Jean Van Lierde
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Paul Carette came from a family of rich textile manufacturers in Charleroi. Before World War II he was already active in catholic humanist circles. In the fifties he ran ‘Le Populaire’ a newspaper aiming to bring the message of the Gospel to the working world. He then took part in think tanks around Vatican II (1963-1965). Belgium’s priests and bishops had an important role in shaping the pastoral constitution of the Church at that time, as can be read in Gaudium et Spes : n°79 ‘The avoidance of War’, §3 : ‘it seems right that laws make humane provisions for the case of those who for reasons of conscience refuse to bear arms, provided however, that they agree to serve the human community in some other way.’ And n°81: ‘The arms race’ : §2 ‘Whatever be the facts about this method of deterrence, men should be convinced that the arms race in which an already considerable number of countries are engaged is not a safe way to preserve a steady peace, nor is the so-called balance resulting from this race a sure and authentic peace.’
Paul Carette was also active in WRI and ‘Concertation Paix et Développement’.
He died in 1978 bequeathing his fortune to twenty organizations including MIR, now called Agir pour la Paix (Working for Peace).
Baron Antoine Allard (1907-1981)
Born into the highest aristocratic and financial circles and following his father’s will he studied banking although his dream was to become an artist. In 1935 he married Elena, daughter of a rich Jewish ship owner from Trieste. They travelled the world until 1940. On the death of his elder brother he took over the family business, hoping to reconcile it with his humanistic ideals. He settled in the Congo, where he had several companies, with his wife and daughter Astrid.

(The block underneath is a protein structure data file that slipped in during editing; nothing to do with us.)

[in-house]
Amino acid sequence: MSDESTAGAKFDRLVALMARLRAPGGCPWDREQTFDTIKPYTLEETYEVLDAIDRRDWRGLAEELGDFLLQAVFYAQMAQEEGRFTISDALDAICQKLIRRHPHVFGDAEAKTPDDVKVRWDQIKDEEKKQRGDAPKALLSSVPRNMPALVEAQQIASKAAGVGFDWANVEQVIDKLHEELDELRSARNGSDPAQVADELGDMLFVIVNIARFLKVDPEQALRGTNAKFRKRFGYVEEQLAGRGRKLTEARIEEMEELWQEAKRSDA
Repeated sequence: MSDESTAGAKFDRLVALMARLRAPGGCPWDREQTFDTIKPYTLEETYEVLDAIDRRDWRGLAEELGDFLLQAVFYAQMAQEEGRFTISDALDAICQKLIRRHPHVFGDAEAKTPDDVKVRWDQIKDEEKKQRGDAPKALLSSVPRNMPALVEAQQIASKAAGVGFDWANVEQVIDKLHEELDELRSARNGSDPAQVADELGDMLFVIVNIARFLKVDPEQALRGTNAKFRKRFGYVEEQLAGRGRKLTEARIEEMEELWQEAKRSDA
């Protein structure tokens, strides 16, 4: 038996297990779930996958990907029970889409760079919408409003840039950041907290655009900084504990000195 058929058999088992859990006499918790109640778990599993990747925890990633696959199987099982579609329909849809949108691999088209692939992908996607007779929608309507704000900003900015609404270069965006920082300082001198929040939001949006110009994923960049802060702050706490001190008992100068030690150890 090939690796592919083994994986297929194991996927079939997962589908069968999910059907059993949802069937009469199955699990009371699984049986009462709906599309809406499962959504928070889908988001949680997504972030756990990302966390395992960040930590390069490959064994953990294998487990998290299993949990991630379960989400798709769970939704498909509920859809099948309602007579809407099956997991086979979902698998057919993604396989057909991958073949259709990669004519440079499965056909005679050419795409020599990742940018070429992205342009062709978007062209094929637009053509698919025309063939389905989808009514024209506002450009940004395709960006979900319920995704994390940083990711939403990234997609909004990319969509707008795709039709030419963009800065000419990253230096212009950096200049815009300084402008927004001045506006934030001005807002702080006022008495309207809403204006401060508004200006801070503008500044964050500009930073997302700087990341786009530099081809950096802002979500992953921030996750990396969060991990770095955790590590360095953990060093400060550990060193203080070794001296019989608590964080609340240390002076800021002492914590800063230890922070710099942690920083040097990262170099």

A pacifist and nonviolent activist above all he founded several organizations, the most important being Stop War in 1945, a people’s movement for peace.
He stepped down from all his business mandates in 1952, when one of his businesses signed a contract to build military airfields.
Very close to Jean Van Lierde he supported him in his fight for recognition of conscientious objection. He led a constant struggle against nuclear armament through demonstrations, marches, articles and books.
In 1964 he founded Oxfam Belgium and Queen Elisabeth of Belgium became its president.
He went to China in 1961 with the Queen.
At the time his regular visits to the Near East led him to support Israel. He condemned the Vietnam war.
He wrote many books and was an accomplished artist.
He was strongly independent, sincere and spontaneous, very religious, even mystical. His aim in life was to ‘spread Christ’s message, this marvellous and unique message of love and peace’ as he wrote to Cardinal Montini (later Pope Paul VI) in May 1959.
He died in Brussels on 16th June 1981.
Cf. Jérôme ADANT, « Un baron rouge ? Les activités pacifistes d’Antoine Allard de 1945 à 1965 », in Brood en Rozen, 2004 :2, p. 7-28, and the biography, based on Antoine Allard’s papers, archive at ARCA, Jérôme ADANT, Le baron rouge ? Antoine Allard, de Stop-War à Oxfam, Charleroi, Couleurs livres, 2009 ; and on the Oxfam-Belgium website : http://www.oxfamsol.be/fr/Il-y-a-un-siecle-naissait-Antoine.html, 2007